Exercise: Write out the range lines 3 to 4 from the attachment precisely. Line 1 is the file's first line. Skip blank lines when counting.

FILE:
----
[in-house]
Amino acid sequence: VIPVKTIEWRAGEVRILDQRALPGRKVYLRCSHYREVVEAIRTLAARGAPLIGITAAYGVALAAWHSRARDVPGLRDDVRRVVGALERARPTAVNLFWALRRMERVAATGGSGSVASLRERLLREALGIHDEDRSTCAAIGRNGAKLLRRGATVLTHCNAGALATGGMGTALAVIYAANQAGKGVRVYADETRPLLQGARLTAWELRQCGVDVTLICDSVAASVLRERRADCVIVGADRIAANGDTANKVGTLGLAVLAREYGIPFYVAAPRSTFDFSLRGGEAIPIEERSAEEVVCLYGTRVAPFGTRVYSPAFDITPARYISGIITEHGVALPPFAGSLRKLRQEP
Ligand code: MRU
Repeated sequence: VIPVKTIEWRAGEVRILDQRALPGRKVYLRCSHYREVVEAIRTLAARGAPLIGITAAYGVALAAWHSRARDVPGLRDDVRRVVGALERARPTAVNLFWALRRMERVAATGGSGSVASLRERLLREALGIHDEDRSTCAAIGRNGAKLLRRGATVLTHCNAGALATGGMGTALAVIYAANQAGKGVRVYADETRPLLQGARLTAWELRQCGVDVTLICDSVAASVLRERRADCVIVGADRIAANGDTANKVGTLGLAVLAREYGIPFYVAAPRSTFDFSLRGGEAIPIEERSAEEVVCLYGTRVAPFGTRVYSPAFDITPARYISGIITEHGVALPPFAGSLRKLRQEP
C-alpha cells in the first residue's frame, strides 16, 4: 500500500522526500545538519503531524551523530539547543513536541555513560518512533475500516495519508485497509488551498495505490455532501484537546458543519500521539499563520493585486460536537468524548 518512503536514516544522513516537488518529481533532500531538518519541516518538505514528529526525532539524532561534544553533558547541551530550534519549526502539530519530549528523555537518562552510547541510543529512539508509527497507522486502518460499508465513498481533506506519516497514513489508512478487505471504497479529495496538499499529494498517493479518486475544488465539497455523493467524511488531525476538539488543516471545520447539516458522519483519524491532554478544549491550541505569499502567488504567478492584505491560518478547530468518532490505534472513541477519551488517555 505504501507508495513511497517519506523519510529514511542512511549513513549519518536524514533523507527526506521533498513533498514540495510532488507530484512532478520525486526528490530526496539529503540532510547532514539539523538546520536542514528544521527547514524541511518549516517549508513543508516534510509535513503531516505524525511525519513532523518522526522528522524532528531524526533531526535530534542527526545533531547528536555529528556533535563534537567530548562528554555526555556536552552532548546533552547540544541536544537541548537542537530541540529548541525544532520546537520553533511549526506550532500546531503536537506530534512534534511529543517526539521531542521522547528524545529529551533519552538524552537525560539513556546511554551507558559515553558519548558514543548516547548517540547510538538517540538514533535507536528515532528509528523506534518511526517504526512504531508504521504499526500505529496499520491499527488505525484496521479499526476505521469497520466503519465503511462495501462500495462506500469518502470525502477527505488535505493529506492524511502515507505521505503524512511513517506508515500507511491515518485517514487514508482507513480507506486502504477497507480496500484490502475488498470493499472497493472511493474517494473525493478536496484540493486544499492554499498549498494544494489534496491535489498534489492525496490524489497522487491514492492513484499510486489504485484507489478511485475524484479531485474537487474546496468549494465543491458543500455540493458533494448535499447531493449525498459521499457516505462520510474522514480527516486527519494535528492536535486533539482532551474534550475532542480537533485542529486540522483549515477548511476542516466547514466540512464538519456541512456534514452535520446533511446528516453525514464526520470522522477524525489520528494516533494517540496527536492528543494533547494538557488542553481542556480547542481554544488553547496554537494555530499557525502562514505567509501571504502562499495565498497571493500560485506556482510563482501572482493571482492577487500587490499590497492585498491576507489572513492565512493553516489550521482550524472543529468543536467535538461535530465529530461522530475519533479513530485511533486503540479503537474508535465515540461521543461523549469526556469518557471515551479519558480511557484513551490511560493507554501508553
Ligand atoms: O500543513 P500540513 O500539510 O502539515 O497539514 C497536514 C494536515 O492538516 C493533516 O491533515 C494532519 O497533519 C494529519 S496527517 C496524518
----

Ligand code: MRU
Repeated sequence: VIPVKTIEWRAGEVRILDQRALPGRKVYLRCSHYREVVEAIRTLAARGAPLIGITAAYGVALAAWHSRARDVPGLRDDVRRVVGALERARPTAVNLFWALRRMERVAATGGSGSVASLRERLLREALGIHDEDRSTCAAIGRNGAKLLRRGATVLTHCNAGALATGGMGTALAVIYAANQAGKGVRVYADETRPLLQGARLTAWELRQCGVDVTLICDSVAASVLRERRADCVIVGADRIAANGDTANKVGTLGLAVLAREYGIPFYVAAPRSTFDFSLRGGEAIPIEERSAEEVVCLYGTRVAPFGTRVYSPAFDITPARYISGIITEHGVALPPFAGSLRKLRQEP